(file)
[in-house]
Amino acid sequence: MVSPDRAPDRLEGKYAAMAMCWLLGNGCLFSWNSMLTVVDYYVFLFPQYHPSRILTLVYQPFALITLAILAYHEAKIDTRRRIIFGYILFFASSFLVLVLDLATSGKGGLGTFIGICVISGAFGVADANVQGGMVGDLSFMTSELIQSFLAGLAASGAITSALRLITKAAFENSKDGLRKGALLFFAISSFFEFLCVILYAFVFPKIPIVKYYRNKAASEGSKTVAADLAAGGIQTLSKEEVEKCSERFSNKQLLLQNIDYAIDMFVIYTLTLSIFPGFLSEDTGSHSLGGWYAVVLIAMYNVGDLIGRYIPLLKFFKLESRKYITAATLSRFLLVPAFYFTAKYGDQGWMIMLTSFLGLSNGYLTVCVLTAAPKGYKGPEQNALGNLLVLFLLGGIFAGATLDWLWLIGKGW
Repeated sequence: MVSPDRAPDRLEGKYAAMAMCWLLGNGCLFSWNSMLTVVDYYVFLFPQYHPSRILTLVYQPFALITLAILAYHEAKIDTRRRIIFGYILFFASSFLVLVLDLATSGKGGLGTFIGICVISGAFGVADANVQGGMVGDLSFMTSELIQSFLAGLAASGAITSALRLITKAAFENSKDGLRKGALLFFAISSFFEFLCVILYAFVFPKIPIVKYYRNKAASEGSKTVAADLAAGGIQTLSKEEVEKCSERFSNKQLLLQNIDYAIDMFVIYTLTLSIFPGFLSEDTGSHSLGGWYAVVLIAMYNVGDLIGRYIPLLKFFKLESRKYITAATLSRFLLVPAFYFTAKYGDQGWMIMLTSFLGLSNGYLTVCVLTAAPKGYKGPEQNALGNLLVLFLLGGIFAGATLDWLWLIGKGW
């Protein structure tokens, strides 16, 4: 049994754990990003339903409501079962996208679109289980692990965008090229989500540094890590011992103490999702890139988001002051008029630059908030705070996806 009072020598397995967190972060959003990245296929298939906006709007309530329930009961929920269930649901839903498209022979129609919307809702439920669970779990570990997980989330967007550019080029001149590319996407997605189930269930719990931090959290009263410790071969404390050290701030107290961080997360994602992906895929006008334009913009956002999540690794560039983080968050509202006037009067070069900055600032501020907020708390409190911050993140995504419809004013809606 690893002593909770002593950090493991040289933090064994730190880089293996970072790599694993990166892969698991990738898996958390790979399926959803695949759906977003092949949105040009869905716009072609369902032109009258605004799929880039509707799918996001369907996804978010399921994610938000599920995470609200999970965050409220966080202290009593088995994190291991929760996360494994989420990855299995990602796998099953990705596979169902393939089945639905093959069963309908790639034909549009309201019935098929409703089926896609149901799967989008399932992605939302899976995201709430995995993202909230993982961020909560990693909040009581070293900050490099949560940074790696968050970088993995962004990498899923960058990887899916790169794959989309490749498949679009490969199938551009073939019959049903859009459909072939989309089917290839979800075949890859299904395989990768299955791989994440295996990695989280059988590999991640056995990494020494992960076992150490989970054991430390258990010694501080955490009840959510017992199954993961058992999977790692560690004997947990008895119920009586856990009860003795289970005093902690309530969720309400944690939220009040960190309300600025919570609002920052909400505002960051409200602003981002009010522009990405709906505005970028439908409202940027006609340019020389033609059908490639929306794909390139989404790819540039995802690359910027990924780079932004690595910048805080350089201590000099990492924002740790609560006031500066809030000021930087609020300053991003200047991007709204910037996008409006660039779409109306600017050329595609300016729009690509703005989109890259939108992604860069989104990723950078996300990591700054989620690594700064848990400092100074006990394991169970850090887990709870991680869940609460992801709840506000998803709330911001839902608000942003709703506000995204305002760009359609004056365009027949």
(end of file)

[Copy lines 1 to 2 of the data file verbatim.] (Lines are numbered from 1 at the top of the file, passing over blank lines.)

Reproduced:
[in-house]
Amino acid sequence: MVSPDRAPDRLEGKYAAMAMCWLLGNGCLFSWNSMLTVVDYYVFLFPQYHPSRILTLVYQPFALITLAILAYHEAKIDTRRRIIFGYILFFASSFLVLVLDLATSGKGGLGTFIGICVISGAFGVADANVQGGMVGDLSFMTSELIQSFLAGLAASGAITSALRLITKAAFENSKDGLRKGALLFFAISSFFEFLCVILYAFVFPKIPIVKYYRNKAASEGSKTVAADLAAGGIQTLSKEEVEKCSERFSNKQLLLQNIDYAIDMFVIYTLTLSIFPGFLSEDTGSHSLGGWYAVVLIAMYNVGDLIGRYIPLLKFFKLESRKYITAATLSRFLLVPAFYFTAKYGDQGWMIMLTSFLGLSNGYLTVCVLTAAPKGYKGPEQNALGNLLVLFLLGGIFAGATLDWLWLIGKGW